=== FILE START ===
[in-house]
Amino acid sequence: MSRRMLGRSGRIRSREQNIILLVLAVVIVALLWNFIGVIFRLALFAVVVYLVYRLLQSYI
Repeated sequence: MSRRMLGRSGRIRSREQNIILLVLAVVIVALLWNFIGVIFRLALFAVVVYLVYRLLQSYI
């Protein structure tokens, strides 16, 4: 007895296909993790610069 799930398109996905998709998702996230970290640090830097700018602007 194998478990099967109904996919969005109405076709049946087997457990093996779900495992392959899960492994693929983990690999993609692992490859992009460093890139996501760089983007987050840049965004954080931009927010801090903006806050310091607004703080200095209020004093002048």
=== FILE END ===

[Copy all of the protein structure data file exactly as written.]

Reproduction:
[in-house]
Amino acid sequence: MSRRMLGRSGRIRSREQNIILLVLAVVIVALLWNFIGVIFRLALFAVVVYLVYRLLQSYI
Repeated sequence: MSRRMLGRSGRIRSREQNIILLVLAVVIVALLWNFIGVIFRLALFAVVVYLVYRLLQSYI
């Protein structure tokens, strides 16, 4: 007895296909993790610069 799930398109996905998709998702996230970290640090830097700018602007 194998478990099967109904996919969005109405076709049946087997457990093996779900495992392959899960492994693929983990690999993609692992490859992009460093890139996501760089983007987050840049965004954080931009927010801090903006806050310091607004703080200095209020004093002048």